Thailand seems to be undaunted by the European economic crisis as well as the economic slowdown felt in other parts of the world, with their appetite for construction and public debt not satisfied by ongoing projects.
Thailand’s construction activities are about to increase as the government is poised to approve yet another huge infrastructure spending bonanza. Furthermore, Thailand is doing it at a time when many countries are struggling to reduce national debt. The Thai government is currently finalizing plans for a construction spree which has been promised a long time ago, estimated at a whopping Baht 2,000 Billion or US$67 Billions. Critics of Thai government are vocal with their warning that this spending will tip public debt over 50 percent of the GDP, up 9 percent from its current 41 percent level.
While this endeavor is expected to boost the domestic economy amid uncertainty over the direction of some key export markets affected by the global economic crisis, economists and the ordinary citizens are asking if it will be worth the cost.
The government’s program will cover 57 separate projects spread across the country which will range from train lines, airport upgrades to the extension of Bangkok’s elevated rail service called Skytrain and high speed rail. Over three quarters of the allocated budget has been set aside for sustainability projects which include the latter two train services.
The planned improvement on public transportation system with the construction of high speed rails and Skytrain extension will be a welcome treat for Thailand’s new breed of first-time car owners who are terribly inconvenienced as they sit in their car in stationary traffic. In this scenario, the need for improving Thailand’s infrastructure network seems really compelling and necessary as experts have admitted that the country’s infrastructure is running at full capacity.
Thai economy relies on its export industries which in turn depend on insufficient and crammed road network, affecting the efficiency and productivity required to sustain the export business. Thailand has more than 63,300 km of major roads with only 3,900 km of single track railway operating at excruciatingly slow pace. The government sees this as the opportunity to improve the transportation service in the country as it recognizes the benefits it will give the business sector.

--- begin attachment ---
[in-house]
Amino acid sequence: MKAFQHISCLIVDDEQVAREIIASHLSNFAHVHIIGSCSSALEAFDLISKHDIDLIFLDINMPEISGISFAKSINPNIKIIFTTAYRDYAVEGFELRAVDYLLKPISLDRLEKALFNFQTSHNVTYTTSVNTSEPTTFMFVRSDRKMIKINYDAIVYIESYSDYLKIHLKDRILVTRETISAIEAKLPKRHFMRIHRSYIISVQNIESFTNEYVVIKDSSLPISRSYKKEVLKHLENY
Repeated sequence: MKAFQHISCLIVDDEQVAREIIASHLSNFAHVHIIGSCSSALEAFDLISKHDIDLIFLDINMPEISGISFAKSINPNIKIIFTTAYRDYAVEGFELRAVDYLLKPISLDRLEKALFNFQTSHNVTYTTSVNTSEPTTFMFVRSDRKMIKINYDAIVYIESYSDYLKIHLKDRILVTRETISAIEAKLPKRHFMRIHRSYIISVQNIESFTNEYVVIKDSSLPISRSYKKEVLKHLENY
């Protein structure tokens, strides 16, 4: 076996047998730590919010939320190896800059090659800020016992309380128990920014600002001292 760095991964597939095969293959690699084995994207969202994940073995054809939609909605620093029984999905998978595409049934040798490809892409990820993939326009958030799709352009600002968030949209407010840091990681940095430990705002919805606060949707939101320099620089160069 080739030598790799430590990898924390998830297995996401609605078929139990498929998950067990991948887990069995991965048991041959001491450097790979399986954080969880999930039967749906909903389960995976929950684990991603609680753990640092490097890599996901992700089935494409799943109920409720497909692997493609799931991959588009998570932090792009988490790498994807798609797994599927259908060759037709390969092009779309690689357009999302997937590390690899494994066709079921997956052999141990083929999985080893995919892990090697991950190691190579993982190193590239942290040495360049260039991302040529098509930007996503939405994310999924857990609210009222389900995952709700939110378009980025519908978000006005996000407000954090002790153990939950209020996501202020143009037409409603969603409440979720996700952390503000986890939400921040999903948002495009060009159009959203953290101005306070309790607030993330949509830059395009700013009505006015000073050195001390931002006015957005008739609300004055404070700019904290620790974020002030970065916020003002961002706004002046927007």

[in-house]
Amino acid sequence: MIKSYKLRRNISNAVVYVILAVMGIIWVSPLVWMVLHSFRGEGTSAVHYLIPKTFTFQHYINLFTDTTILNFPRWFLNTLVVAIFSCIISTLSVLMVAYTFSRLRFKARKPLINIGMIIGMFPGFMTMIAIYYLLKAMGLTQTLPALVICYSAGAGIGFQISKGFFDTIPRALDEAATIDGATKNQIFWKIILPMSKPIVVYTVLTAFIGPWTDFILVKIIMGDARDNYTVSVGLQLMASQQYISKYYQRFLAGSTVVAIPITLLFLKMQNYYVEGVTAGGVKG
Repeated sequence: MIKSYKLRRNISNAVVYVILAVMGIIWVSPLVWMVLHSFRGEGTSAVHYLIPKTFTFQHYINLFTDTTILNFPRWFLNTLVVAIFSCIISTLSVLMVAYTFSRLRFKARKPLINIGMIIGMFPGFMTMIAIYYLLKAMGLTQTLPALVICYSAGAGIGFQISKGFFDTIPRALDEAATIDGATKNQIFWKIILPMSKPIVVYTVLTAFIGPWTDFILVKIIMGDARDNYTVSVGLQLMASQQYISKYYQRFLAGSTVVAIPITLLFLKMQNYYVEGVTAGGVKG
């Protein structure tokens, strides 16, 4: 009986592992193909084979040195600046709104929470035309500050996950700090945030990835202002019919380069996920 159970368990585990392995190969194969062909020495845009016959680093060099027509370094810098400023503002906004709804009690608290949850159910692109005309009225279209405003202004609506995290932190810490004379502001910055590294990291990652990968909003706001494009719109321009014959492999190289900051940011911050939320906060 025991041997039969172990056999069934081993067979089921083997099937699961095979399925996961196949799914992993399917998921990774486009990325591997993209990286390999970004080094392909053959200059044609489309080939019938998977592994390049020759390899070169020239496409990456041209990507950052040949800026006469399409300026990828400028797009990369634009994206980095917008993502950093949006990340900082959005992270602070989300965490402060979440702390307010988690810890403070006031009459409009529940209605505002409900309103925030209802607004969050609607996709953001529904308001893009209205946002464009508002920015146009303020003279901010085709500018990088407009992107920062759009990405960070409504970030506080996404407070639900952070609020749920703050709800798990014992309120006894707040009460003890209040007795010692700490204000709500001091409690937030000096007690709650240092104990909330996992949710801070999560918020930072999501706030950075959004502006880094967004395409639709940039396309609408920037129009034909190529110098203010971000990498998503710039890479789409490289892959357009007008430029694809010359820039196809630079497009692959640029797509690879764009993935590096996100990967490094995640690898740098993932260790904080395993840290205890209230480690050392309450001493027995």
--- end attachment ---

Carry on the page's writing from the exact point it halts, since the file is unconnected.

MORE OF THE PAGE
However, critics couldn’t appreciate the justifications saying that the infrastructure proposals are extremely ambitious if the financial impact and repercussions are to be considered. The public debt of Thailand is currently at Baht 3,460 billion or US$116 billion which according to the World Bank’s lead economist for Southeast Asia is sustainable. Critics are urging the government to redirect some of the funds spent on stimulus programs to social programs that will address long-term needs such as old-age pensions and programs that will reduce inequality and increase people’s skills (training, education, etc.).
And some experts are of the notion that the government has no clear plan or program yet on how it intends to raise the funds needed by the ambitious project. Some government officials have expressed doubts if investors will be attracted to the project due to slow rate of return.
The Thai government stated that they are looking at possible investors from China, Japan, Singapore and France for some parts of the project. If the terms are right, it’s possible that there will be foreign takers especially if they consider Thailand’s success in earlier mass transit projects which have benefitted the investing companies from consistently increasing passenger numbers, giving them quite an investment return.
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